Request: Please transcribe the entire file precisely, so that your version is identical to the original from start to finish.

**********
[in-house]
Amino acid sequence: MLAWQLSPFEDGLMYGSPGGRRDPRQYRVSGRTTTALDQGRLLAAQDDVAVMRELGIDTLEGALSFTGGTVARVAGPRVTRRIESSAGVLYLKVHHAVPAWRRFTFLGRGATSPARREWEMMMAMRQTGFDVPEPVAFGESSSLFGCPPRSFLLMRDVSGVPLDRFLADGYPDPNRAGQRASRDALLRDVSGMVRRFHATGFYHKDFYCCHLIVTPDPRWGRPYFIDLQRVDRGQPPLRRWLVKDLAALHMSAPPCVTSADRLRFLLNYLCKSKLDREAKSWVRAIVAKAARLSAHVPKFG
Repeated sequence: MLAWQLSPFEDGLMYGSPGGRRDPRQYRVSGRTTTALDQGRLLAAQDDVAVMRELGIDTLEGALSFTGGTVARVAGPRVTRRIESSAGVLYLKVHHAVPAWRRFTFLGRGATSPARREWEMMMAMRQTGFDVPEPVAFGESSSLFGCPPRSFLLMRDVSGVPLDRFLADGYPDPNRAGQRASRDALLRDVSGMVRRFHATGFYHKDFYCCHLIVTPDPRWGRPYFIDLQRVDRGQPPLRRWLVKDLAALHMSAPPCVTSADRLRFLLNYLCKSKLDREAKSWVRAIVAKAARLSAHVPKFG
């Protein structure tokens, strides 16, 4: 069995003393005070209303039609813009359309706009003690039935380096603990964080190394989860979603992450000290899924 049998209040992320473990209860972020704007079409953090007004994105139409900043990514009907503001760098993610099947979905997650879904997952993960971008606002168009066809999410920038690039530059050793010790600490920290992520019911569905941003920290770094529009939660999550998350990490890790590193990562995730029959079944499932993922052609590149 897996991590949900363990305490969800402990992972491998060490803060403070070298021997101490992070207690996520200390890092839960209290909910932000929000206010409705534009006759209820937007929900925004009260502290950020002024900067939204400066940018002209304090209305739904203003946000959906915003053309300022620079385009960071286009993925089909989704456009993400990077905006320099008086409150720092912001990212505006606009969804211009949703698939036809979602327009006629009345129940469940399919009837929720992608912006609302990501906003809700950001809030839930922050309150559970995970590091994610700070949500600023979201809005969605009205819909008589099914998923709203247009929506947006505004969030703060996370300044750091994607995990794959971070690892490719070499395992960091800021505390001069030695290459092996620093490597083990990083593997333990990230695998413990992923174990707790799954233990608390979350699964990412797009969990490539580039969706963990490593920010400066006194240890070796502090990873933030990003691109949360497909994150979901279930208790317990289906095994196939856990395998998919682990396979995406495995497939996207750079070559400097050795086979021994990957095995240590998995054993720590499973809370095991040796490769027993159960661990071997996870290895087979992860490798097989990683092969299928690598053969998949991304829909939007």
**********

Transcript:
[in-house]
Amino acid sequence: MLAWQLSPFEDGLMYGSPGGRRDPRQYRVSGRTTTALDQGRLLAAQDDVAVMRELGIDTLEGALSFTGGTVARVAGPRVTRRIESSAGVLYLKVHHAVPAWRRFTFLGRGATSPARREWEMMMAMRQTGFDVPEPVAFGESSSLFGCPPRSFLLMRDVSGVPLDRFLADGYPDPNRAGQRASRDALLRDVSGMVRRFHATGFYHKDFYCCHLIVTPDPRWGRPYFIDLQRVDRGQPPLRRWLVKDLAALHMSAPPCVTSADRLRFLLNYLCKSKLDREAKSWVRAIVAKAARLSAHVPKFG
Repeated sequence: MLAWQLSPFEDGLMYGSPGGRRDPRQYRVSGRTTTALDQGRLLAAQDDVAVMRELGIDTLEGALSFTGGTVARVAGPRVTRRIESSAGVLYLKVHHAVPAWRRFTFLGRGATSPARREWEMMMAMRQTGFDVPEPVAFGESSSLFGCPPRSFLLMRDVSGVPLDRFLADGYPDPNRAGQRASRDALLRDVSGMVRRFHATGFYHKDFYCCHLIVTPDPRWGRPYFIDLQRVDRGQPPLRRWLVKDLAALHMSAPPCVTSADRLRFLLNYLCKSKLDREAKSWVRAIVAKAARLSAHVPKFG
């Protein structure tokens, strides 16, 4: 069995003393005070209303039609813009359309706009003690039935380096603990964080190394989860979603992450000290899924 049998209040992320473990209860972020704007079409953090007004994105139409900043990514009907503001760098993610099947979905997650879904997952993960971008606002168009066809999410920038690039530059050793010790600490920290992520019911569905941003920290770094529009939660999550998350990490890790590193990562995730029959079944499932993922052609590149 897996991590949900363990305490969800402990992972491998060490803060403070070298021997101490992070207690996520200390890092839960209290909910932000929000206010409705534009006759209820937007929900925004009260502290950020002024900067939204400066940018002209304090209305739904203003946000959906915003053309300022620079385009960071286009993925089909989704456009993400990077905006320099008086409150720092912001990212505006606009969804211009949703698939036809979602327009006629009345129940469940399919009837929720992608912006609302990501906003809700950001809030839930922050309150559970995970590091994610700070949500600023979201809005969605009205819909008589099914998923709203247009929506947006505004969030703060996370300044750091994607995990794959971070690892490719070499395992960091800021505390001069030695290459092996620093490597083990990083593997333990990230695998413990992923174990707790799954233990608390979350699964990412797009969990490539580039969706963990490593920010400066006194240890070796502090990873933030990003691109949360497909994150979901279930208790317990289906095994196939856990395998998919682990396979995406495995497939996207750079070559400097050795086979021994990957095995240590998995054993720590499973809370095991040796490769027993159960661990071997996870290895087979992860490798097989990683092969299928690598053969998949991304829909939007």